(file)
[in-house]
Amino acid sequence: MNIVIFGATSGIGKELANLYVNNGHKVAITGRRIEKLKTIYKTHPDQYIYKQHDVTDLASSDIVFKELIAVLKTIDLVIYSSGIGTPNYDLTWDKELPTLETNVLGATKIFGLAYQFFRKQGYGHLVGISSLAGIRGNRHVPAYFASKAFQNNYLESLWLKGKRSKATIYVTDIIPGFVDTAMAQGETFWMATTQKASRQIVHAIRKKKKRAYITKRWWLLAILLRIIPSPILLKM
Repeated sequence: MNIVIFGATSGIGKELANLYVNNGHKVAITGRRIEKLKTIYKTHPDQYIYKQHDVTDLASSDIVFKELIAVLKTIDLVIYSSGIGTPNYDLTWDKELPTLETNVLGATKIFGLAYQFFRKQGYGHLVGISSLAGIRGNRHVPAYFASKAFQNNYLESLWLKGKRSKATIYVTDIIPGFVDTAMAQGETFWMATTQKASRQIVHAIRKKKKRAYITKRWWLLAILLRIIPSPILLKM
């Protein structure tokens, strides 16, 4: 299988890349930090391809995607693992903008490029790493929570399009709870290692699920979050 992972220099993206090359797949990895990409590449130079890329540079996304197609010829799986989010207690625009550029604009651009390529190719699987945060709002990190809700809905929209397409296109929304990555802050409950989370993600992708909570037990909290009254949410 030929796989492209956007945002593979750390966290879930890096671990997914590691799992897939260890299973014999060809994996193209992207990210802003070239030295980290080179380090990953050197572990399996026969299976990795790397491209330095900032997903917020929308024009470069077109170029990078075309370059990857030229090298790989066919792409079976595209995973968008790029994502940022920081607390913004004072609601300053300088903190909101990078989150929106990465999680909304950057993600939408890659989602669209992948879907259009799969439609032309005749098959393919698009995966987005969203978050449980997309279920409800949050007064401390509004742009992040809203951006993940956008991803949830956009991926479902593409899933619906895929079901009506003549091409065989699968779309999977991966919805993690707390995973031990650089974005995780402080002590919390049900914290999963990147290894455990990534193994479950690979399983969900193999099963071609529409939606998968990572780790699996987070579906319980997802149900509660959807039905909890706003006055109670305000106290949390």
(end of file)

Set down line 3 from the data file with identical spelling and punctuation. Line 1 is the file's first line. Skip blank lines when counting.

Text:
Repeated sequence: MNIVIFGATSGIGKELANLYVNNGHKVAITGRRIEKLKTIYKTHPDQYIYKQHDVTDLASSDIVFKELIAVLKTIDLVIYSSGIGTPNYDLTWDKELPTLETNVLGATKIFGLAYQFFRKQGYGHLVGISSLAGIRGNRHVPAYFASKAFQNNYLESLWLKGKRSKATIYVTDIIPGFVDTAMAQGETFWMATTQKASRQIVHAIRKKKKRAYITKRWWLLAILLRIIPSPILLKM